Saturday, June 12, 2004

Random associative chatter
Bish said he was bowled over by my answer on Norm’s profile to “What personal fault do you most dislike?” I said “Blaming others for one's own shortcomings and failures.” “You do that.” He said with a little twinkle in his eye. Well, duh! I know that!

He was talking of what I do on a personal level. But I also realize that much of what I write here on my blog, in my attempts to explain why Israel does what it does, is blaming others. My inner work is to be aware of this.

I do try to see our part, our mistakes, and our part of the blame. If I don't write about it very much, it is because it is being done already, particularly viciously and unfairly, by others, others who refuse to see any other point of view and refuse to put any of the blame on the Palestinians, even as they commit crimes against humanity. It is also because I believe that, especially at a time of war and bloody conflict, this is mainly a subject for inner debate, inside Israeli society, in Hebrew.

A large segment of Israeli society has been deeply immersed in the self-blame game for years. I had counted myself as part of this segment for most of my adult life. Then one day I discovered that this can be dangerous, even suicidal, when it is one sided.

Yes, we do share part of the blame for what has happened in our conflict with the Palestinians. I saw the Oslo Accords and Barak’s offer for a final settlement as sincere attempts to accept this, correct it, and make amends.

However, the Palestinians, as a people, seem completely and utterly unwilling to openly look at themselves critically. Until we see such a serious, pervasive inner dialogue among Palestinians as we see in Israeli society, until we see a real Palestinian peace camp, until they are widely able to accept that there are two sides here, and that they must compromise, there will never be peace.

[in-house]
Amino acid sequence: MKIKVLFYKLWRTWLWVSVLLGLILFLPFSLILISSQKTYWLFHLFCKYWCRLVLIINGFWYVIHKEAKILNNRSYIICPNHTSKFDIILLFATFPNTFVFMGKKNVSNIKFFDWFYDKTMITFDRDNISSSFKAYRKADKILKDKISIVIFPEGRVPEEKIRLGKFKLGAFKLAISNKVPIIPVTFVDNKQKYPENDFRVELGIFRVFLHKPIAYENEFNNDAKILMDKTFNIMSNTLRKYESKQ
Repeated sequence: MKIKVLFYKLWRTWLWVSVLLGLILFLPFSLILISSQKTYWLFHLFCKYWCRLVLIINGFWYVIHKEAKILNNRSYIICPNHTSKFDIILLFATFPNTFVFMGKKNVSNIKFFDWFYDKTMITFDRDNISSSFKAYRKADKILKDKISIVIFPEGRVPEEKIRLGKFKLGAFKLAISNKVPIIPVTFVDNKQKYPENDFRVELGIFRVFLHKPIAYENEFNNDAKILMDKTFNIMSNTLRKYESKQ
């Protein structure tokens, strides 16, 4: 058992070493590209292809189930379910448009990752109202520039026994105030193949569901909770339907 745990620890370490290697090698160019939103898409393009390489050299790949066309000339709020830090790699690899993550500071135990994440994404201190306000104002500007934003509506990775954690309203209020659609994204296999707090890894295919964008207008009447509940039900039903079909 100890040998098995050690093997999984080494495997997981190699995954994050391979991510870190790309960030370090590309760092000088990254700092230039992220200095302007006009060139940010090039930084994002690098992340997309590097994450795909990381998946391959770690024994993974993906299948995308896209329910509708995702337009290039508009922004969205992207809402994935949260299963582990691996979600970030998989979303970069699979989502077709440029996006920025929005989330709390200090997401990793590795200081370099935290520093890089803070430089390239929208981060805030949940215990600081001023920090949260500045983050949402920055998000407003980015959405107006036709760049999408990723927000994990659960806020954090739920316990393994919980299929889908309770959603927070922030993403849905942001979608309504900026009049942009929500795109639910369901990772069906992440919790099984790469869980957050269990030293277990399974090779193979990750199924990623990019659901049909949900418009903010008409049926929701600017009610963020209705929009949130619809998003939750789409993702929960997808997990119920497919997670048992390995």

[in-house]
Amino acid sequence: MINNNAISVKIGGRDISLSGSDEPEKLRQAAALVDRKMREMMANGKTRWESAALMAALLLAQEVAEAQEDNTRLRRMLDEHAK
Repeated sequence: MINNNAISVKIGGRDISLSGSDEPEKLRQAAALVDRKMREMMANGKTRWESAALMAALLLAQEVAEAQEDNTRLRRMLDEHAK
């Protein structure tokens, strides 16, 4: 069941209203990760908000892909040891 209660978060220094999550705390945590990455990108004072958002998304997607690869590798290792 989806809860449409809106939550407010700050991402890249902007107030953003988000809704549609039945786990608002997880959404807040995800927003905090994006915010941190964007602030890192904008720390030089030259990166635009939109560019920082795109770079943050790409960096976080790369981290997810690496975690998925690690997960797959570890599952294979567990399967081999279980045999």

Despite this, and despite Palestinians’ often-sickening war strategy and the open proclamation of certain Palestinian parties that the destruction of Israel is their ultimate goal, the self-blame game of many Israelis continues, unfettered.

Ruined parts of Jenin refugee camp are being rebuilt and renovated - wider roads, better, newer homes. Some residents are being relocated to a shiny, new neighborhood. See how Gideon Levy follows Palestinian lead, perversely twisting this into something monstrous.

Wider roads, not so that cars can drive through the former narrow alleyways, but so tanks can get through! (Apparently building roads wide enough for tanks to pass without having to go through the houses is a very wicked thing to do). He makes building nice new homes for people sound like something awful. How could this possibly be? Is it because they may lose the urge to want to destroy Israel and kill Israeli civilians? Is it because if they’re not desperate, what excuse will they have to be angry, indignant, and murderous? As Bish put it, it’s taking all the fun out of the Right of Return!

Yahoo! reports that the construction and renovation works in Jenin have been halted, because some Palestinians are so angry they’ve been threatening workers and even shooting off rifles in the local UN offices! Is this Israel’s fault as well? Surely there must be limits on blaming oneself.

Actually this ungrateful, violent behavior sounds like no more than a typical Middle Eastern ploy by private Palestinians in order to get a better housing deal. The best way to get what you want in this part of the world is to make sure to be the one to shout and complain the loudest. The Palestinians, as a people, are the masters of the art. Westerners, unfamiliar with the practice, are completely taken in.

I am reminded of Efraim Kishon’s classic depiction of an Eastern ma’abara dweller, Sallah Shabbati. A ma’abara was a transition camp – the Israeli version of a refugee camp - where they housed the hundreds of thousands of immigrants in the early years. They were awful places. People lived for years in soggy, muddy tents or, if they were lucky, in ramshackle huts.

In one of the most famous and well-loved scenes of the film, which I recommend watching if you get the chance, Sallah Shabbati is fed up of being continuously passed over for permanent housing. Typical Kishon, Shabbati stages a noisy demonstration with his sizable family in front of the local Housing Ministry office, chanting, “We don’t want housing! We want the ma’abara!” The housing bureaucrats are, of course, horrified, and the members of the Shabbati family soon find themselves in their brand new apartment in the housing project.